6.345 Painting the Town Pink

6.345

16 (Wed) December 2015

Sausage Jeon

1.5

at Stall 65 (Jaseon-Ne)

-Jongro, Seoul-

with JL

The Prodigal Son Returns for Xmas, Day 1.

In Seoul.  Today through Christmas.  Going back on the 26th with the family to Manila, where we’ll finish out the year.

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2 portions of hanwoo ggot-deungsim (speckled ribeye) = 250 grams (about 8.8 oz) = 116,000 KRW (about $93) + 10% VAT — 16% pricier in local currency compared to our prior visit 5 years ago (see most recently 1.114 Grilled Ribeye), though globally cheaper by 7% due to the strong US dollar.

Hanging out JL, who happens to be in town on holiday.

For starters, dinner.  Joined by the wife and kids.  To introduce him to high-end Korean beef barbecue, we took him to Saebyeok Jib.  Though he appeared to enjoy the meal overall, his reserved reaction suggested a lack of wow.  Oh well.  In fact, we all felt the same, the wife and I later vowing never to visit the restaurant again, at least not on our own dime.

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The restauraunt’s signature seonji stew (see also 4.110 Seonji Gukbap), free and refillable upon request.
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Certainly good, but not nearly worth the cost.

JL is now the 12th colleague from WPRO with whom I’ve broken bread in Seoul.

  1. SM (5.265 Happy Medium)
  2. RD, SM, KP, HS, BK (5.277 Stars for Stars)
  3. JR (5.295 Grilled Hangjeongsal)
  4. KK (6.088 King Crab)
  5. AL (6.177 Bulgogi)
  6. RD, TK, AL (6.179 Shrimp Tempura)
  7. MK (6.320 Sacheon-Sik Tangsu-Yuk)
  8. JL (6.345 Painting the Town Pink)
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Gwangjang Market is an old school outdoor market.  Founded around the turn of the 20th century.  Located in Jongro.  Open 365, generally from 0900 to 2300, some food stalls later (see for example 4.234 …Dweji Galbi).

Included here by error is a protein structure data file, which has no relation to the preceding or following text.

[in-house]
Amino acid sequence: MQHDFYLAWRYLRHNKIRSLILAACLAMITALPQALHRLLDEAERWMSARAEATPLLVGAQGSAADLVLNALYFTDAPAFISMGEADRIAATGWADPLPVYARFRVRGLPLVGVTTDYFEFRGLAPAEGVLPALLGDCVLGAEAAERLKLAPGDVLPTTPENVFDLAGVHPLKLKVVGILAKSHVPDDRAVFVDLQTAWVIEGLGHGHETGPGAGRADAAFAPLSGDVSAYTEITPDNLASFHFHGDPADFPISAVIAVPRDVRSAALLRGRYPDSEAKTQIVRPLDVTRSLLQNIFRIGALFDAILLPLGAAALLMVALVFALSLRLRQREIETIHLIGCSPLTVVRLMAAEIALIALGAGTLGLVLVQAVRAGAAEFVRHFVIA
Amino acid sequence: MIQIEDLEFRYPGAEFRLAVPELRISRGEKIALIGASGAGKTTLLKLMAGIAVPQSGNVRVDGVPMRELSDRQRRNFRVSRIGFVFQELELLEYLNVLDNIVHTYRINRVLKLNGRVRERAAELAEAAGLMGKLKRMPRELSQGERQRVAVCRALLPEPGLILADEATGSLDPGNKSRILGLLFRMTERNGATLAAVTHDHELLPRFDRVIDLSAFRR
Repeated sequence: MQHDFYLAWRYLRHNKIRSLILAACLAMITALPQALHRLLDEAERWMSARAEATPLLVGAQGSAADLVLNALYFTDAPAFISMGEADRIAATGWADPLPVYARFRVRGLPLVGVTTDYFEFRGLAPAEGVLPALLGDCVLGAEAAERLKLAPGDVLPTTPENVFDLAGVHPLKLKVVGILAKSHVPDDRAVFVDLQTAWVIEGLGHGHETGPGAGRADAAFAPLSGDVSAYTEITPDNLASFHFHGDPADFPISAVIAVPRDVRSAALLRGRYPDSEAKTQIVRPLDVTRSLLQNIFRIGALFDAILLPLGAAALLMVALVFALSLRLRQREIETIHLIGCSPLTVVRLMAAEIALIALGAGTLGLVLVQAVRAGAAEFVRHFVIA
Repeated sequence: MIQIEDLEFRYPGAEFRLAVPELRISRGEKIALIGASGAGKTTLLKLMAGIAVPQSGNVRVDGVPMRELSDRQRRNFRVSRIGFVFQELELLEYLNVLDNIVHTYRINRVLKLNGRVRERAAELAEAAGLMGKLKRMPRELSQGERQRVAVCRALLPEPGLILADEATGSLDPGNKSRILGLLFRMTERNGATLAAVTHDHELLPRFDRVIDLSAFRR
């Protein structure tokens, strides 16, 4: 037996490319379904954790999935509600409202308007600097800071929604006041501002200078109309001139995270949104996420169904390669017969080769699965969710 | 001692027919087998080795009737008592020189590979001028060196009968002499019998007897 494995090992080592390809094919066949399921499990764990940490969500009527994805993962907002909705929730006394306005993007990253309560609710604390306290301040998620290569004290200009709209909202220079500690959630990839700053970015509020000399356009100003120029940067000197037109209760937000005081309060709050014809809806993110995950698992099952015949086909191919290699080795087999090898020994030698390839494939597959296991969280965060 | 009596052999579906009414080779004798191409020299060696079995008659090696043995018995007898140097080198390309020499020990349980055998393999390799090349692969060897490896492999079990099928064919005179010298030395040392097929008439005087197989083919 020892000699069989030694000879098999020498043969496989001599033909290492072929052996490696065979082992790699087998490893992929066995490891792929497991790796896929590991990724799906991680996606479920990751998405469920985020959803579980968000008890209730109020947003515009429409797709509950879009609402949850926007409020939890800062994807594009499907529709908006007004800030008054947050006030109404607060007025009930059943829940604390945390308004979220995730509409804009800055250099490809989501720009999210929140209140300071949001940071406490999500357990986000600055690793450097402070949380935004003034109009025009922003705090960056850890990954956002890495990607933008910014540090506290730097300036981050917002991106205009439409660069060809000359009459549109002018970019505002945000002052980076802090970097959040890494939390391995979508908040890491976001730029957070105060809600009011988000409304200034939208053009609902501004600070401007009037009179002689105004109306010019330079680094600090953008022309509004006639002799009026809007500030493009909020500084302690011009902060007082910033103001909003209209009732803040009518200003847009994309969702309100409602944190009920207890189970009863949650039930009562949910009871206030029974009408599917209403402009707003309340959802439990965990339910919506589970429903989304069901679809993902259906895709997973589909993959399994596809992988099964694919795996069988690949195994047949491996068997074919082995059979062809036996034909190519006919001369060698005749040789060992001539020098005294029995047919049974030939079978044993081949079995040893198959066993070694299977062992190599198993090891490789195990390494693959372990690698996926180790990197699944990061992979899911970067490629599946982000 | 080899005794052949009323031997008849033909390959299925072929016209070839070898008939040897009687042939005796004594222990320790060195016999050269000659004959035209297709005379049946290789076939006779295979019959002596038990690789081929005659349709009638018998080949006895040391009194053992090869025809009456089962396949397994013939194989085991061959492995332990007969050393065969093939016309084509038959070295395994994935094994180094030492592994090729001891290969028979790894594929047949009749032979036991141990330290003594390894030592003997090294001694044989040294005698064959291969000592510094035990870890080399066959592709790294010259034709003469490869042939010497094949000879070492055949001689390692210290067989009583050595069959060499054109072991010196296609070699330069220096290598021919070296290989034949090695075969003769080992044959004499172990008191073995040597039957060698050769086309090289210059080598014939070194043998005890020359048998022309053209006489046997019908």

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While offering a wide variety of goods, the market is arguably now better known, particularly among tourists, for the food.
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Not many brick-and-mortar restaurants, mostly permanent stalls set-up along the walkways, .

Thereafter, more memorably, a round of postprandials drinks and snacks.  Just the two of us.  Gwangjang Market.  Among the myriad of options — which I’ll document individually per subsequent visits — I steered us to a stall specializing in classic street food (see generally 4.166 The Quad).  The food itself was kinda mediocre, but JL seemed to enjoy the experience.  As did I, the market being a food haven for tourists and locals alike.

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Jumbo sundae (back) and pork hocks (fore) — didn’t partake of either.
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Myeong-Dong-Style Ddeokbokki (2.0).
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“Mayak” (narcotic) gimbap — so named because they’re addictively good — one the market’s signature items; also widely available beyond the market, these mini rolls constitute the fifth core member of the street food family.

Whereas sundae in its various forms ostensibly represents the sole traditional sausage in Korean cuisine, the country’s first Western-style sausage is uniquely Korean as well.  Made predominantly of flour/filler, resulting in a doughy texture, vaguely similar to liverwurst.  No real nutritional value, though it’s less unhealthy in a sense than “real” sausages containing meat byproducts.  Distinct artificial flavor, nothing else like it, maybe something like cheap baloney, but not even close.  Food coloring provides an odd pinkish hue.  The most common method of preparation — in fact, the only one that I can think of — is jeon, often found in packed school lunches, back when students still brought their lunches from home.  Developed during the 1960s/1970s — no idea, too lazy to research, but sometime during the 20-year span should be right — presumably as a meat substitute when actual meat was scarce.   Nowadays, even when meat is relatively affordable, these sausages of yore are still popular, probably more for nostalgia than any intrinsic/objective good (see also 4.044 White Bread Baloney Sandwich).

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After all these years, I still haven’t decided whether I like the stuff.

Here, the jeon were greasy.

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